• Awesome stuff that vista shows private pages by default, that is really great.

    George:  I hear ya, but it is really not as strange as you might think to call it virtual memory, after all it is committed virtual memory (and to not get endlessly long column names it is listed as just virtual memory).  

    I do agree with you that virtual memory is a ver important counter to look at (yes, unfortunately it is only available in perfmon), but in most memory cases the virtual/private bytes difference is not the problem, so looking at private bytes will give you a very good indication if you have a problem or not. (For example, in most asp.net apps around 1 GB private bytes, the virtual bytes will be ~1,5 GB and it is hard to get a ratio much smaller than that).    So for quick stuff, look in task manager for virtual mem, and for real investigations, look in perfmon at both virtual bytes and private bytes.

    The other thing is that if you look at a memory dump for example, the only thing that will help you recognize who is using the memory is by looking at the committed mem.  after all, the mem that is reserved but not committed contains no data, its just uninitialized space or garbage.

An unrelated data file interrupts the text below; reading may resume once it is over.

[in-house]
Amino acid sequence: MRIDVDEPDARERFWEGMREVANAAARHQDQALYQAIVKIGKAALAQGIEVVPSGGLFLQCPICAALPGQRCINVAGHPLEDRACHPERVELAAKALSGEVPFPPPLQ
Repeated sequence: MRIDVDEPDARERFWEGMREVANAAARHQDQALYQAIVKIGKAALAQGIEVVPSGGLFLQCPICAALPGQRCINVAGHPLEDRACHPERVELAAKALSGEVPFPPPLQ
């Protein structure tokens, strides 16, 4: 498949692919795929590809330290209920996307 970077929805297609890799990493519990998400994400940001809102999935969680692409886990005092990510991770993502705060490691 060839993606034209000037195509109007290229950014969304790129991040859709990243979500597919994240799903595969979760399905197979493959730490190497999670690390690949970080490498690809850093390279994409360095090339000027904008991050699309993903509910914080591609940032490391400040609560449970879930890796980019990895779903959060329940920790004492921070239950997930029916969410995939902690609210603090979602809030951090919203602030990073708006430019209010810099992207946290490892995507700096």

Having said that, there is ways to track who owns virtual bytes that are not committed. The way to do this is to use a profiler or inject a dll into the process that hooks up to calls to virtualalloc and logs the stack anytime this is called, and then removes them when the space is deallocated.  

    One tool that does this is a tool that we use in support called debugdiag http://www.microsoft.com/windowsserver2003/iis/diagnostictools/default.mspx

  • Hi Tess,

    Very good article. A question on your example of table:

    From the pic (table), it seems that all tables contains at least one red (committed).  How can the following statment be true since you can't split the reserved into two different area:

    "Even though you could give fit in two 2-seat tables that wouldn't be good since they all want to sit together. "

    Am I correct or I am missing something ?

  • I am not sure I follow...

    In the picture above we have had the following parties along with the types of tables they were assigned to

    party of 1 - 2 seat table
    party of 4 - 6 seat table
    party of 3 - 4 seat table
    party of 2 - 4 seat table
    party of 4 - 4 seat table
    party of 1 - 4 seat table

    It would have been more economical when it comes to space for the last party of 1 to sit at a 2 seat table instead of a 4 seater, but picture it like this...